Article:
Students, teachers, researchers and interested general readers will find the book an invaluable guide. The author explores his field through numerous fascinating case studies, including a magical plot against a medieval pope, a fourteenth-century insurrection, and the importance of a kiss exchanged between two tenth-century noblemen.
Throughout the book, readers are shown not only what medieval history is, but the cultural and political contexts in which medieval history has been written. And, above all, What is Medieval History? demonstrates why the pursuit of medieval history continues to be important to the present and future world.
* Exam copies only available to lecturers for whom the book may be suitable as a course text.
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"An excellent addition to the Polity 'What is History?' series ... Arnold introduces a huge topic in a way that will capture the attention of those who are new to medieval studies, while also engaging the interest of those who are more expert in the field."
English Historical Review
"One of the great joys of What is Medieval History? is its consistently optimistic treatment of the challenges of practising, and indeed, justifying, medieval history. If you need to be reminded why you do what you do, why you love it and why it matters, look no further."
Parergon, Journal of the Australian and New Zealand Association for Medieval and Early Modern Studies
"A stimulating and very readable little book."
"As Arnold argues in this very readable little book, the subject/ period is one of vitality and movement. Like many of us, he appears optimistic about its future."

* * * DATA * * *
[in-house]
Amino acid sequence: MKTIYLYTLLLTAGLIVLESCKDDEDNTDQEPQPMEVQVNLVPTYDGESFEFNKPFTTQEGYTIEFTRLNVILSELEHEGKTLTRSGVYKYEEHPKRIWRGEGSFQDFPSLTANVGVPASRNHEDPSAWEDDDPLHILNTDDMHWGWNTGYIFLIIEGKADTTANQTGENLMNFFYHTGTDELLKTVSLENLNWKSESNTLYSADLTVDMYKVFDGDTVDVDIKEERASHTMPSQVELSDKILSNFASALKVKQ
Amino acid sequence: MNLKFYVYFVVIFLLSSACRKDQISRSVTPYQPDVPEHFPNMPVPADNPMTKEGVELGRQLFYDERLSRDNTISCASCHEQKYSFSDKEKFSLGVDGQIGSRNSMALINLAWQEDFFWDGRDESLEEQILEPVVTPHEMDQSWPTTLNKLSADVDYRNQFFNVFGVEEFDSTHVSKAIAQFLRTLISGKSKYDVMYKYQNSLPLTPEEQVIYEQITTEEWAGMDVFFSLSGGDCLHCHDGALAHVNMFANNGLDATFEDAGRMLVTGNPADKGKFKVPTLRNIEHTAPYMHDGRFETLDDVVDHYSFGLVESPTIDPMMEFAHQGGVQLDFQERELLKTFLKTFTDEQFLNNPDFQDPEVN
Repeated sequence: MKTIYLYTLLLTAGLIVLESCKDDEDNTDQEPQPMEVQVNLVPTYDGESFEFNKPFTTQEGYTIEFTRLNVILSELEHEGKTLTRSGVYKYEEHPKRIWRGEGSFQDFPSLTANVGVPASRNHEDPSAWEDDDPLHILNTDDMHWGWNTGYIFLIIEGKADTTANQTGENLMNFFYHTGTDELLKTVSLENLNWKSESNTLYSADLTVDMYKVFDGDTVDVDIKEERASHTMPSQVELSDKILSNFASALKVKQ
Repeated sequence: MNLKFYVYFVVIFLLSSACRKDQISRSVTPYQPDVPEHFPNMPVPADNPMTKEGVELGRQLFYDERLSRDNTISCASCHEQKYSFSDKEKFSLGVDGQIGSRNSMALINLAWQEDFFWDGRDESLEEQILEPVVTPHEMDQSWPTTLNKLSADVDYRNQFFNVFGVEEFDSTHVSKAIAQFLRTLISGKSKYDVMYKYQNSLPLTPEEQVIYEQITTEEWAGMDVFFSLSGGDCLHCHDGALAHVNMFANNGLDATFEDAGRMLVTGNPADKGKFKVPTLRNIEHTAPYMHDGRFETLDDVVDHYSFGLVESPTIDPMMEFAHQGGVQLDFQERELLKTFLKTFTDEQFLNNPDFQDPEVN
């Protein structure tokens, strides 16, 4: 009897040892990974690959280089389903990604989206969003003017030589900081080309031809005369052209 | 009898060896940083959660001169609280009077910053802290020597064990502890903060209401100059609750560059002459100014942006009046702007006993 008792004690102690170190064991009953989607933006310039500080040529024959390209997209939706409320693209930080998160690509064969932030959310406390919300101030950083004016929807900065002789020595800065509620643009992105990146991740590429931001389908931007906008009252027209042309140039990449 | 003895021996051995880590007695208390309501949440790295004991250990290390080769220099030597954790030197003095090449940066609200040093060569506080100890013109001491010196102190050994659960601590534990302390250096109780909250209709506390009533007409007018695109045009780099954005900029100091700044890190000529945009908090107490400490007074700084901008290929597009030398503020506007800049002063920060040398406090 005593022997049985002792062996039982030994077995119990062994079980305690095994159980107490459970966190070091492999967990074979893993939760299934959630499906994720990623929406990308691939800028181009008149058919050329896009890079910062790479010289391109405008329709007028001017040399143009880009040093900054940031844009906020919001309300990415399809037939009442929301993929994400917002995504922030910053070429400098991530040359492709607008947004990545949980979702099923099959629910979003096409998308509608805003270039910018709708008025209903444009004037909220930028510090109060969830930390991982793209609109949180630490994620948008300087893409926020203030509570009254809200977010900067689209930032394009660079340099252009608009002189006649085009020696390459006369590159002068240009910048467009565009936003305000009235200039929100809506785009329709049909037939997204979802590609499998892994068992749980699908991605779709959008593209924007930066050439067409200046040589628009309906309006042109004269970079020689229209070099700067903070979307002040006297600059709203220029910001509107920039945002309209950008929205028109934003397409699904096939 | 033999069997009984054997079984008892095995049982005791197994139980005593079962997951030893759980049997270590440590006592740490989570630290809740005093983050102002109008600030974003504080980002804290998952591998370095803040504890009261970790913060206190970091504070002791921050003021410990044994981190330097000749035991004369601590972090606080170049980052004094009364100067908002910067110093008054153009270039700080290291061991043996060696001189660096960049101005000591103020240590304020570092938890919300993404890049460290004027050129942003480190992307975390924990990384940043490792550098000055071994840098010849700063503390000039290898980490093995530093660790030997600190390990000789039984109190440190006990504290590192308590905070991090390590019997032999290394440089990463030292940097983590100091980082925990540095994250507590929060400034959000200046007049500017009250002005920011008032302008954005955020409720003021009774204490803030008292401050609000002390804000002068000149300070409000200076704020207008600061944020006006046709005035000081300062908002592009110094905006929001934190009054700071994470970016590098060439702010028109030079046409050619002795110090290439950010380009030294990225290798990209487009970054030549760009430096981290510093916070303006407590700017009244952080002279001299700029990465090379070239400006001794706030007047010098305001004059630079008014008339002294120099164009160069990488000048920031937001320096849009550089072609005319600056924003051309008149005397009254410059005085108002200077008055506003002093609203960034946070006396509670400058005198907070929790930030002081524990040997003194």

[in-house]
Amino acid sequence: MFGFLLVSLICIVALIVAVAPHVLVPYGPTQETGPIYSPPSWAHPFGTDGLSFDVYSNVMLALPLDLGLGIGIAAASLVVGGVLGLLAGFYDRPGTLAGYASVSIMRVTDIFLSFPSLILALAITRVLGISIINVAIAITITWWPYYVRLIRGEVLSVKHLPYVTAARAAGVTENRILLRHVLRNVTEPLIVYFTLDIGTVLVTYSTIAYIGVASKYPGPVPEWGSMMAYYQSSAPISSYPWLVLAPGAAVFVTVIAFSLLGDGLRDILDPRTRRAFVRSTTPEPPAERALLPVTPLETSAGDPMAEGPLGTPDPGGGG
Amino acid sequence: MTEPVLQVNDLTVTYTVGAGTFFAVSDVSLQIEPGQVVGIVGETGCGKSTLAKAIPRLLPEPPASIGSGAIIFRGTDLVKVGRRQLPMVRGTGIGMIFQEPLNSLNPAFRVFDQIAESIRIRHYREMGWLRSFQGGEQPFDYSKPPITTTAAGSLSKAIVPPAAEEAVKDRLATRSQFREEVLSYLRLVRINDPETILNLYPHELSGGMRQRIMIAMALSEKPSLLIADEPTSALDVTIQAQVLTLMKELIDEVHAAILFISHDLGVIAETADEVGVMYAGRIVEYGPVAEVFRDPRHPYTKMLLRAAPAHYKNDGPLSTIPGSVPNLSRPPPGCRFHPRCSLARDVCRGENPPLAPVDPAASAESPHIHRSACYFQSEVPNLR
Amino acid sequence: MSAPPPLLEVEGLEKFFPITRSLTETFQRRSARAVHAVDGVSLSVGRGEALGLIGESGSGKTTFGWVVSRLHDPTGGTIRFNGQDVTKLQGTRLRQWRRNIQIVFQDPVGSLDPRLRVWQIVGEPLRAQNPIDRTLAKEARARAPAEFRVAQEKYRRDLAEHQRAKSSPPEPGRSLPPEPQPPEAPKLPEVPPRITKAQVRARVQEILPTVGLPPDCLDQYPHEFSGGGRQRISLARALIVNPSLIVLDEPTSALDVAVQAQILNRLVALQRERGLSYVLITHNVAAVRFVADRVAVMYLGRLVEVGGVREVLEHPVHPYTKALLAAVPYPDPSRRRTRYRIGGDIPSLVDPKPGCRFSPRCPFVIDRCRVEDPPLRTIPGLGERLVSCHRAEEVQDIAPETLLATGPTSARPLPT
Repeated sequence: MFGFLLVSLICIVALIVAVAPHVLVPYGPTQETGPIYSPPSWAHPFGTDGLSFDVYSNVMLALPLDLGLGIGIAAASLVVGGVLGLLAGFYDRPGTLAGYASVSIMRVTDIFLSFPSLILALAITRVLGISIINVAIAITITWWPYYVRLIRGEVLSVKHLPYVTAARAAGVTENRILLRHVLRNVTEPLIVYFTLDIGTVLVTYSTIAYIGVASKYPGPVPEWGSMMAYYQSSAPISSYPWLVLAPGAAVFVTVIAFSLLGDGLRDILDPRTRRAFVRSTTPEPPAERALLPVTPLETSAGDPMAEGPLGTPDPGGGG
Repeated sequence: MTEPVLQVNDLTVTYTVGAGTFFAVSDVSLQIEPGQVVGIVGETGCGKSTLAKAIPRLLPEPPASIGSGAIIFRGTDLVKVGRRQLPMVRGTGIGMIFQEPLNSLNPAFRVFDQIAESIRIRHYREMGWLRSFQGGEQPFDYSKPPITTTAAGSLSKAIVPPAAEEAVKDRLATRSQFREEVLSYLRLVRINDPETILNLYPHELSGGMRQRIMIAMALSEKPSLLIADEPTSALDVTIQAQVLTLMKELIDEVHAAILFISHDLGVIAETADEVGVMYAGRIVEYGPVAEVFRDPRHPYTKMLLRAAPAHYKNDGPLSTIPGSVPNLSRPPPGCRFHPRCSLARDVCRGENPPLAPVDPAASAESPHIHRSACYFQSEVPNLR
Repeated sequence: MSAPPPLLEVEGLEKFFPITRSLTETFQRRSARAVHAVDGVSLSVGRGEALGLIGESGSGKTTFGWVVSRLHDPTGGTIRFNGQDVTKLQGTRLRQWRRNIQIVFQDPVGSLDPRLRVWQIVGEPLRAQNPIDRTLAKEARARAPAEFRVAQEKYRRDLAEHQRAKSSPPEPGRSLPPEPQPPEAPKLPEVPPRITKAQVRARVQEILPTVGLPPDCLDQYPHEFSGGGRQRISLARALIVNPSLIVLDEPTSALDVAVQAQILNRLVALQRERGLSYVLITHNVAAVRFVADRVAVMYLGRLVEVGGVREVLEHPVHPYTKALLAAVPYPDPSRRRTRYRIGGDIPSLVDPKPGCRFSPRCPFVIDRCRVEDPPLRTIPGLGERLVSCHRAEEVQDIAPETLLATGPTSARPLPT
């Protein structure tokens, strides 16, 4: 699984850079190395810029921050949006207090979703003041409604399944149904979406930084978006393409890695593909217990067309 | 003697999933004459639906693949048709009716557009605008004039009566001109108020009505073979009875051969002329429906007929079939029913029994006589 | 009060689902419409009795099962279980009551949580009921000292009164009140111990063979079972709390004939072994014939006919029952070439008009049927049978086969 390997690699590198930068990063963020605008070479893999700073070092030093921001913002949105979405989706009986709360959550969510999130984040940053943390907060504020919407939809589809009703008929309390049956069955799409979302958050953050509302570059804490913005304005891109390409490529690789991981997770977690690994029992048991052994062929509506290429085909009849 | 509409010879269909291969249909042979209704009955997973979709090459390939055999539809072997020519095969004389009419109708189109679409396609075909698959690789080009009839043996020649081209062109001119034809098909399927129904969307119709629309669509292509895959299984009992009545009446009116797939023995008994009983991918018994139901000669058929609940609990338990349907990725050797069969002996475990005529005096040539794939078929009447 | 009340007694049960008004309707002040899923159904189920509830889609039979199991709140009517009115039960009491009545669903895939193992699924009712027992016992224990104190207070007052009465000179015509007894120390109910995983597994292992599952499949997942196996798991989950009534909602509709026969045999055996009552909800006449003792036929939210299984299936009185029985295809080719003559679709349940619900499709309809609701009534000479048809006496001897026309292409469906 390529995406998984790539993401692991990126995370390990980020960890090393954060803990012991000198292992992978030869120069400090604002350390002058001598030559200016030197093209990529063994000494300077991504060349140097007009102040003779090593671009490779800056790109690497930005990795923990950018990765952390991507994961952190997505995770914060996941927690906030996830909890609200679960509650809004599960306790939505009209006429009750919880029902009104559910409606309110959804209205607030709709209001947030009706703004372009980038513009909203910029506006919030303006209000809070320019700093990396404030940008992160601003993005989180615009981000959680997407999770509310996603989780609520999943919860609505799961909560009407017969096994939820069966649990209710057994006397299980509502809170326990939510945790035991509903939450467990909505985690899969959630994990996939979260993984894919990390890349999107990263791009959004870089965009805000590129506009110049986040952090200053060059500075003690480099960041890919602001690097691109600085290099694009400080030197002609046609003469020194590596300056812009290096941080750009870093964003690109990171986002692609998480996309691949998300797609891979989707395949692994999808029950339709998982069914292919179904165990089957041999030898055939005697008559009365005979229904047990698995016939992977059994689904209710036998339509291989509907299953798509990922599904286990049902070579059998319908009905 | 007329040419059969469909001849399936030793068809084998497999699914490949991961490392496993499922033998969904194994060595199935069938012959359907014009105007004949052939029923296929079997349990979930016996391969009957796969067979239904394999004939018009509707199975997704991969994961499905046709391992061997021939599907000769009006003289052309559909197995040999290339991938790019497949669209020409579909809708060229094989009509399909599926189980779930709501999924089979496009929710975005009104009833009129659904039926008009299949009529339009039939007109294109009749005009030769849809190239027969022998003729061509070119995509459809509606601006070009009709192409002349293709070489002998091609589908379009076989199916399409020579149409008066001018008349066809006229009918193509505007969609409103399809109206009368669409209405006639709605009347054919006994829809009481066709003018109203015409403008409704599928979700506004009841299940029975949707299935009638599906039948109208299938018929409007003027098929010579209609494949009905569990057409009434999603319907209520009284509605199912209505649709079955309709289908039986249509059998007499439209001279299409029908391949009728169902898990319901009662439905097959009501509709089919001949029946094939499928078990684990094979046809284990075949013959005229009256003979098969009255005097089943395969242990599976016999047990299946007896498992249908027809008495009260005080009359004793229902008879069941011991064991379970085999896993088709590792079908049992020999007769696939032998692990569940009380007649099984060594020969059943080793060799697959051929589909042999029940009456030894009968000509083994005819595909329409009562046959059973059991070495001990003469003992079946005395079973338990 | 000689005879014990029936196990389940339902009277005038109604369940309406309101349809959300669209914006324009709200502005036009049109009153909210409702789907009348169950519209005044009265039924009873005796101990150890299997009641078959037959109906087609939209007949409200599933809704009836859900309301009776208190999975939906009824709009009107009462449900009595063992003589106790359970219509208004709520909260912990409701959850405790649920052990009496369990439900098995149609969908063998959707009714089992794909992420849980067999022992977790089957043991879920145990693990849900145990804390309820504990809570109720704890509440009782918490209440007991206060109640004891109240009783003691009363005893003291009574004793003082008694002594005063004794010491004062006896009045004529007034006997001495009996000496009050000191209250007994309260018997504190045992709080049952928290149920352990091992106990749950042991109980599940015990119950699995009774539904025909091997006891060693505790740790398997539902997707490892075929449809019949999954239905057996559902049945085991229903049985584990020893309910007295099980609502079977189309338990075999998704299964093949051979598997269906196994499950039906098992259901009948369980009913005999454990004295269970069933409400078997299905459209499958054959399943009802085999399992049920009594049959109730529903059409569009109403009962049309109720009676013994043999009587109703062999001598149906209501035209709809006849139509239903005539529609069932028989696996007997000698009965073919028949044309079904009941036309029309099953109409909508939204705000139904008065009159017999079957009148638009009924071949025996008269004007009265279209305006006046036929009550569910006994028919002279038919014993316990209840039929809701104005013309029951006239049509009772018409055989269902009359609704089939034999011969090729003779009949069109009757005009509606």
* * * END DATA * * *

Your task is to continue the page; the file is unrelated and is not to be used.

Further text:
"A lively and thorough introduction for students embarking on the study of the period."
Year's Work in English Studies
"Acute and wide-ranging, engaging and up-to-the-minute. It will be essential reading for students of medieval history at all levels, and a stimulating challenge to their teachers, medievalist and non-medievalist alike."
Chris Wickham, University of Oxford
"Explains what every would-be medievalist needs to know and is seldom told. With matter-of-fact prose and a bundle of good stories, John Arnold gently walks his readers through the basics of the field--development, sources, methods, debates, and relevance. For both students and their teachers, every page of this book will enlighten, inform, and amuse."
Judith Bennett, University of Southern California
"Strong on content and structure, and both original and challenging, while remaining accessible to its readership. The main points, about concepts and debates, are all very well illustrated."
Dame Janet Nelson, King's College London
Chapter One: Framing the Middle Ages.
Chapter Two: Tracing the Middle Ages.
Chapter Three: Reading the Middle Ages.
Chapter Four: Debating the Middle Ages.
Chapter Five: Making and Remaking the Middle Ages.